There are numerous shark species and only the following species, including great white shark, basking shark, whale shark, oceanic whitetip shark, scalloped hammerhead shark, great hammerhead shark, smooth hammerhead shark and porbeagle shark, are listed in the Appendix II to CITES and regulated under the Ordinance. Four more shark species (common thresher shark, bigeye thresher shark, pelagic thresher shark and silky shark) have been listed in CITES Appendix II with effect from October 2017. A legislative exercise has been initiated to amend the relevant Appendix to the Ordinance to put these species under regulation as soon as possible (Note). CITES does not ban the trade in Appendix II species but regulates its international trade through a licensing system, thereby avoiding the threat of the species being over-exploited and threatening its survival.
Note: The proposed amendments will be submitted to the Legislative Council for negative vetting procedure as soon as possible.
Hong Kong abides by CITES and the Ordinance and strictly follows the regulations therein. According to CITES, an export permit granted by the exporting place is required for the international trade in Appendix II species (including scheduled shark fins) and such permit will only be granted when the relevant authority of the exporting place considers such export will not be detrimental to the survival of the species. Therefore, each issued export permit must have met the requirements of non-detrimental findings (NDFs) of the relevant species. CITES does not require the exporting places to make their NDFs publicly available, it is up to the individual exporting places to decide whether the NDFs would be made public. We shall continue to act according to the provisions of the CITES and the Ordinance in controlling the import and export of endangered species.
According to the Ordinance, to ensure the import and export of relevant shark fins meet the requirements of CITES, import of non-living Appendix II specimens (such as shark fins) requires a valid CITES export permit issued by the authority of the exporting place which shall be inspected by an authorised officer upon landing in Hong Kong. Re-export of Appendix II species requires a Licence to Re-export issued by the AFCD which shall be inspected by an authorised officer before the consignment leaves Hong Kong. On the other hand, the Ordinance exempts local possession of non-living Appendix II specimens for obtaining a Licence to Possess.
From 2003 to 2013, there is no seizure record of scheduled shark species in the enforcement actions. From 2014 to 2018 (as of the end of April), the records of shark fin seizure of controlled species are tabulated in Annex. The Government has no seizure records of Porbeagle shark, great white shark, sawfish and manta rays. Thresher sharks (including common thresher shark, bigeye thresher shark and pelagic thresher shark), silky shark, and devil rays are not regulated by local legislation.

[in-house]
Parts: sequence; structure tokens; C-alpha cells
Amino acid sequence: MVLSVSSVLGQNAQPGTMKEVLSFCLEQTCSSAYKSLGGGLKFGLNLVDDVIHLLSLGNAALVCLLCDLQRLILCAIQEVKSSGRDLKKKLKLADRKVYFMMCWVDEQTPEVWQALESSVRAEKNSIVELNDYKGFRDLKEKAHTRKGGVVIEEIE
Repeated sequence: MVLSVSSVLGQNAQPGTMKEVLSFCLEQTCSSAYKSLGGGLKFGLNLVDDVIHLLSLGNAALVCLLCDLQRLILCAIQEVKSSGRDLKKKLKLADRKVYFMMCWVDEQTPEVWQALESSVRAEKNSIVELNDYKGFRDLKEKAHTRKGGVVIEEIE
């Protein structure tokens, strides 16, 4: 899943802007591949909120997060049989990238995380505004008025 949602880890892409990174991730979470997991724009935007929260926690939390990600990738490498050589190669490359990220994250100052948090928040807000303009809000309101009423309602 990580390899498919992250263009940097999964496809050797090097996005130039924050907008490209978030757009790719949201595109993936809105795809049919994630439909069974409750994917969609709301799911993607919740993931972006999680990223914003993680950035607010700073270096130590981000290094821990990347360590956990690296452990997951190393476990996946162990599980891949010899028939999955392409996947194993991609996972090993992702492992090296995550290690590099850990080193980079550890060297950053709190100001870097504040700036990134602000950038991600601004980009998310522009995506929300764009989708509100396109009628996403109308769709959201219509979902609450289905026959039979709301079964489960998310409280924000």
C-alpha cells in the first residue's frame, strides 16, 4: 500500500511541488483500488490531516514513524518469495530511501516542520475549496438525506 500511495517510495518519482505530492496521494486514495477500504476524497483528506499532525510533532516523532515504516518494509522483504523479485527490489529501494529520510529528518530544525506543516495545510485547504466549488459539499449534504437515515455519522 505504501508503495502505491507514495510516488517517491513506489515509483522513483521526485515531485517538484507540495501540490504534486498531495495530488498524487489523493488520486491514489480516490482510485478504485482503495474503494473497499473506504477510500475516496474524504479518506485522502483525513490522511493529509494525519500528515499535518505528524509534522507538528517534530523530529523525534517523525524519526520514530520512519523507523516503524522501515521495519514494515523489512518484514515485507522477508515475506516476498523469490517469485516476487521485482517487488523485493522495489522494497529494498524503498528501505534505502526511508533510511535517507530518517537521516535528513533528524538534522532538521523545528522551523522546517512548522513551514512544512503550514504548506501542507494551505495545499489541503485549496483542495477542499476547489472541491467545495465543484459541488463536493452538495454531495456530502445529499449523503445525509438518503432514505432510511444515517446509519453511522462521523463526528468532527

Parties to CITES regularly meets at the Conference of Parties to review and consider proposals to amend the lists of species in the Appendices in accordance with factors such as the conservation status of the concerned species to ensure that the provisions of CITES are up-to-date. At present, no Party has submitted proposal to include blue shark in CITES Appendix II.
On the other hand, the Convention on the Conservation of Migratory Species of Wild Animals is to protect the space of activities of migratory species on land, sea and air. Blue shark was recently listed in Appendix II to the Convention on the Conservation of Migratory Species of Wild Animals to encourage the jurisdictions of the range states of blue shark to strengthen cooperation in protecting blue shark and its habitats. Since Hong Kong has no fishery targeted at sharks, the protection of sharks from over-exploitation mainly relies on the implementation of CITES in regulating the trade in CITES-listed shark species.
(7) Hong Kong implements the Hong Kong Harmonized System (HKHS) for trade declaration purposes. Under the Import and Export Ordinance (Cap. 60), traders are required to submit import and export declaration within 14 days after the arrival/ departure of actual shipment in Hong Kong.
The HKHS adopts the Harmonized System Codes, which is designed by the World Customs Organisation and is internationally practised with more refined classification for meeting Hong Kong's needs. Regarding the shark fin trade, there are about 500 species of shark in the world and most of them can be freely traded internationally. Though there is only one shark fin-specific international harmonized code, Hong Kong has taken a step further to provide finer categories to further classify shark fins based on whether they are dried, in brine or salted, or canned.
To take forward the latest recommendations by the World Customs Organisation and cater for local specific needs, the Government reviews the HKHS annually and consults various stakeholders (including government departments, importers/exporters and other organisations) on the proposed amendments to the HKHS. In considering the relevant proposed amendments, the Government takes into account a number of factors with reference to the latest situation of international trade, with a view to striking a balance between the reporting burdens of declarants, the demands for trade statistics, and the enforcement needs.